Many teachers and families use games and activities to spur on the music practice cycle in their kids. If this works for you, great. But take heed:
Games, stickers and similar activities only motivate the student as far as the game itself. They won’t in themselves make students care about the music or the violin. Then, when the novelty of the game wears off, what is left?
On the other hand, when a kid really cares about music and the violin, meaningful progress will occur, even with a beat up instrument and uneven family support.
For older students and adults, it’s much the same. Your deep passion for the work will carry you through the inevitable bumps and dips.
Inspire, don’t entertain. It’s not your job to amuse those kids with an endless parade of practice bribes. So prepare to go deeper into the music as a family. Here are some suggestions:
Too busy or not interested in doing the above? Then you’ll get poor results at best. Be prepared for “I’m bored,” or “I don’t like violin lessons.” Novelty wears off quickly.
Seriously. If you don’t care, why should your kids?
My bottom line, speaking as a teacher to a student or to a family: “If you don’t care; I can’t help you.”
Don’t resist, instead embrace those days. They’re not a bad thing. Actually they are a good thing.
Now you can erase all your assumptions and once again approach your instrument with a sense of excitement, discovery and curiosity.
Isn’t this the place where your best work happens?
You can steal my practice routines. Or anyone else’s. There’s no shortage of great ideas that work.
My bowings and fingerings are up for grabs too. Just find the ones that work best for you. There are only so many possible solutions, and most have already been “discovered” by others who have already travelled a similar path.
When it comes to the things that make your music and performances unique, it is futile to try and steal that. There is only one Heifetz, Perlman, Hilary Hahn, Darol Anger and Stephane Grapelli. And only one you.
Be authentic. You can riff on the work of others, but in the end people want to enjoy your uniqueness and your gift.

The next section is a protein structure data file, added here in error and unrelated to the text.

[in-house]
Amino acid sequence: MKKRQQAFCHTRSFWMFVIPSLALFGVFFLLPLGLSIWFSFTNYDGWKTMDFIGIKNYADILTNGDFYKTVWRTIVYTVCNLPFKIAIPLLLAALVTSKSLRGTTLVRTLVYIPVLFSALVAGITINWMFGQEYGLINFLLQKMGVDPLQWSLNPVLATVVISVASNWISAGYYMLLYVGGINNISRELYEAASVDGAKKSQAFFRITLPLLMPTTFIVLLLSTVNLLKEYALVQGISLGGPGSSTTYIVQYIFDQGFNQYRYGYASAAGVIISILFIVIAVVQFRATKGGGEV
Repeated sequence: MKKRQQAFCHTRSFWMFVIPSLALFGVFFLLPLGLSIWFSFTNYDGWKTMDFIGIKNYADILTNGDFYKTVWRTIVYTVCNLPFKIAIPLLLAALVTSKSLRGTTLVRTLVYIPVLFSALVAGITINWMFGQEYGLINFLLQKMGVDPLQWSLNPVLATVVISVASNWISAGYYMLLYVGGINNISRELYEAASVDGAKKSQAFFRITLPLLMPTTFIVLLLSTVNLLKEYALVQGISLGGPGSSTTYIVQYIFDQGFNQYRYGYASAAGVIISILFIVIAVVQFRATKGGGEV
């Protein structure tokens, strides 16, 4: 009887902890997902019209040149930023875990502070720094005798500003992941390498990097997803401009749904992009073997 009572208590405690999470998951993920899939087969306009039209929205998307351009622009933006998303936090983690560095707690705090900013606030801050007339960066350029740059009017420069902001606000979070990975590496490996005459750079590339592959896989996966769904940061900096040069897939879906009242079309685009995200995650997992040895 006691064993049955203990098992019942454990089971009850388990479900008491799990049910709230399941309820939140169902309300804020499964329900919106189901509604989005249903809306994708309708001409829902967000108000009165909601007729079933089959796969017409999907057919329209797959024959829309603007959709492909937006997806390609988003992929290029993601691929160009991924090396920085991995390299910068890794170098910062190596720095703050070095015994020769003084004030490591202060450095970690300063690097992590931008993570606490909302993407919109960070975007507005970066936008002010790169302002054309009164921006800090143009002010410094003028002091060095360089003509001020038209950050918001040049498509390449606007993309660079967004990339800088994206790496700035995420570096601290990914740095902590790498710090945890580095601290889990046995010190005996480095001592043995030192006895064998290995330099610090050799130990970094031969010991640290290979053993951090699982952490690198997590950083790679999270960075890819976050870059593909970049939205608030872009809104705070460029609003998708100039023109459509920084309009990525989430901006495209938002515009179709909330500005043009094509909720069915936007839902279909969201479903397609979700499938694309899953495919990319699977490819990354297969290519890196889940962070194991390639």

If you’re constantly nagging your kids to practice more, you’re working to solve the wrong problem.
The constant complaining won’t be solved by appeasement, by turning practice into games, by offering gold stickers and other such temporary bandaids. Those approaches only escalate into greater and greater concessions on your part.
No, the solution lies in changing your approach to practice. That begins by increasing your own involvement with and understanding of the process. When you do that, your kids will respond in kind.
True, it won’t happen overnight. But “do as I do, not what I say” definitely applies. And it’s much more effective than throwing your kids in a shark filled pool with the simple instruction of “swim, I’ll be back in 30 minutes.”
Violinist Karen Gomyo – Rising Star Began Her Violin Journey with Suzuki
I recently got into a semi-heated “discussion” with a rather well known violinist (who shall remain unnamed here). His belief: that the Suzuki Method has “brought forth the end of the era of great violinists.” That this new generation of Suzuki-spawned “violinists-in-a-box” are somehow less creative, and lacking in the musical qualities that make for great performers.
It’s time to dispel a very common myth: that Suzuki lessons are somehow different than “regular” violin lessons. They are not!
In fact, Suzuki instruction is about as traditional as it gets. Students generally follow a similar technical progression. The musical substance starts with folks songs and moves into classical selections. Even the supplemental pieces and etudes that a great Suzuki Method teacher uses, are identical to “traditional” teachers.
So what’s so different about Suzuki instruction? It’s simply a matter of emphasis.
While some insist on arguing the merits of one method or another, this argument is pointless, even ridiculous. The success of any musical training comes down to many, many factors, the least of which is the specific choice of method.
Match a great violin teacher with a motivated student that enjoys the benefit of consistent family support, and mountains can be moved.
So is Suzuki a great choice for you or your family? I can offer you an unabashed “yes” if you’re ready to embark upon your violin journey with due care.
Still not convinced? Spend a few minutes with Karen Gomyo’s Tango, or enjoy any performance of the countless Suzuki trained musicians who are inspiring audiences across the globe.